IHS forecasts a slight improvement in the global economy in 2016, with projected growth of around 2.9%.

“Solid growth in the United States and a slight pickup in the pace of Eurozone and Japanese economic activity—combined with an expected easing of recessionary pressures in Brazil and Russia—are among the reasons for this moderately upbeat assessment,” says Nariman Behravesh, chief economist.

Behravesh cautions that many downside risks exist, including high public- and private-sector debt levels, corporate risk aversion and further weakness in China. Image credit: IHS.Behravesh cautions that many downside risks exist, including high public- and private-sector debt levels, corporate risk aversion and further weakness in China. Image credit: IHS.Low oil prices and more monetary stimulus—in particular, from the European Central Bank, the People’s Bank of China and (possibly) the Bank of Japan—will support growth, and also could provide the basis for some upside surprises.

However, Behravesh says that there are many downside risks, including high public- and private-sector debt levels, corporate risk aversion, further weakness in China and other emerging markets and geopolitical risks. This means that the probability of the global economy being stuck in low gear for another year is “uncomfortably high,” he says.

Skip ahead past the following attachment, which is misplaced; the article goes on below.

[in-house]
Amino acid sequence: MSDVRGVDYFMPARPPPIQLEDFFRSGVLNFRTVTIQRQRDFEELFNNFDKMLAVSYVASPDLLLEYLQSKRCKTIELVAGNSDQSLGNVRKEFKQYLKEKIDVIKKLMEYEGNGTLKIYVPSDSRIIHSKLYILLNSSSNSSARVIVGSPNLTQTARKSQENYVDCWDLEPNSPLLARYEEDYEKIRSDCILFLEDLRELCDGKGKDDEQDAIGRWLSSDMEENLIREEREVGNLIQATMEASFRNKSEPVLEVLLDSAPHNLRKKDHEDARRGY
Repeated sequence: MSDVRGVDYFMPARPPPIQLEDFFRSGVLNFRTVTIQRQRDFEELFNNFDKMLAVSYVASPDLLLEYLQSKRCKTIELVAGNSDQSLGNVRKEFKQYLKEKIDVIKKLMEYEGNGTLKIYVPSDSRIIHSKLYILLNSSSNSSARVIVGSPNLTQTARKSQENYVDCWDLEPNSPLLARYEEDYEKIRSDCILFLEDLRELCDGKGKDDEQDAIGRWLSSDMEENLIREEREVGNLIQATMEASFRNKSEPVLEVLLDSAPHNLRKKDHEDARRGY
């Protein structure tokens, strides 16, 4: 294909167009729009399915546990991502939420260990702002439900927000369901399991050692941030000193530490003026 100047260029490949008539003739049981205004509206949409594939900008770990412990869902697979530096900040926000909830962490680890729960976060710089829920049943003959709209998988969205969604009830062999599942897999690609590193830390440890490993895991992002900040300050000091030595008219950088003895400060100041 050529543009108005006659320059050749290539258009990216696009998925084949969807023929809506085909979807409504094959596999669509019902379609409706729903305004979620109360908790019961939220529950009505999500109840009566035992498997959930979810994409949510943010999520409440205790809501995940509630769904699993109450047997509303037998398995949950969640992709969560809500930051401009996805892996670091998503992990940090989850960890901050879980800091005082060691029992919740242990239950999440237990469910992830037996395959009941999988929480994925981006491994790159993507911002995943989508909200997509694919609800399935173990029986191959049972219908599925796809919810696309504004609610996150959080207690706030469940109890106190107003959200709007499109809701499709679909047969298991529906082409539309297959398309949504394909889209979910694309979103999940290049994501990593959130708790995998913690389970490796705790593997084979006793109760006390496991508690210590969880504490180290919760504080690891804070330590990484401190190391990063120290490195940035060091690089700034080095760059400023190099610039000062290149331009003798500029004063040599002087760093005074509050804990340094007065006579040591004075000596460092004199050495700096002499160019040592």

Regional forecast highlights for 2016 include:

  • U.S. growth will remain solid, with increases in consumer spending, housing activity and nonresidential capital spending—excluding the energy sector—all contributing to growth. The recent Congressional budget agreement will boost government spending and GDP growth.
  • Europe will continue growing at a modest pace as a result of low energy prices, reduced fiscal headwinds, more monetary stimulus and a weak Euro.
  • Japan should see positive, albeit weak, growth of 1%, as it will benefit from low energy prices, monetary stimulus and a weak currency.
  • Deceleration in China’s economy will continue, with growth slowing to 6.3%. The industrial sectors, especially heavy manufacturing and mining, are expected to continue to struggle.
  • Since the beginning of 2013, emerging markets have been hit by a “perfect storm” made up of plunging commodity prices, capital outflows and plummeting currencies; swooning stock markets; and stagnating world trade. Nevertheless, as commodity prices bottom out in 2016, the pressures on emerging markets [and commodity exporters] will likely ease, Behravesh says.
To contact the author of this article, email engineering360editors@globalspec.com